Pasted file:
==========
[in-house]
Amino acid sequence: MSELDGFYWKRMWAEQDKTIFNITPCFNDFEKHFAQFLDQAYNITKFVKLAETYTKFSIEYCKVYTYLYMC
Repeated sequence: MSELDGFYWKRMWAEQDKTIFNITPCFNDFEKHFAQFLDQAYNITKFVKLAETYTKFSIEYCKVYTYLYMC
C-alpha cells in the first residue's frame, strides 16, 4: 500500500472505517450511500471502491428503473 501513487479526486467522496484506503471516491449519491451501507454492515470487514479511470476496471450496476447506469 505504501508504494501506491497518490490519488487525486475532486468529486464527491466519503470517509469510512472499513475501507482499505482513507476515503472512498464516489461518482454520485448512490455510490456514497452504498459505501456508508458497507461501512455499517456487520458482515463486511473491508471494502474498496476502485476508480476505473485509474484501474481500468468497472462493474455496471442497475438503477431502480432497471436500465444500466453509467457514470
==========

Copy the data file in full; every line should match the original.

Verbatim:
[in-house]
Amino acid sequence: MSELDGFYWKRMWAEQDKTIFNITPCFNDFEKHFAQFLDQAYNITKFVKLAETYTKFSIEYCKVYTYLYMC
Repeated sequence: MSELDGFYWKRMWAEQDKTIFNITPCFNDFEKHFAQFLDQAYNITKFVKLAETYTKFSIEYCKVYTYLYMC
C-alpha cells in the first residue's frame, strides 16, 4: 500500500472505517450511500471502491428503473 501513487479526486467522496484506503471516491449519491451501507454492515470487514479511470476496471450496476447506469 505504501508504494501506491497518490490519488487525486475532486468529486464527491466519503470517509469510512472499513475501507482499505482513507476515503472512498464516489461518482454520485448512490455510490456514497452504498459505501456508508458497507461501512455499517456487520458482515463486511473491508471494502474498496476502485476508480476505473485509474484501474481500468468497472462493474455496471442497475438503477431502480432497471436500465444500466453509467457514470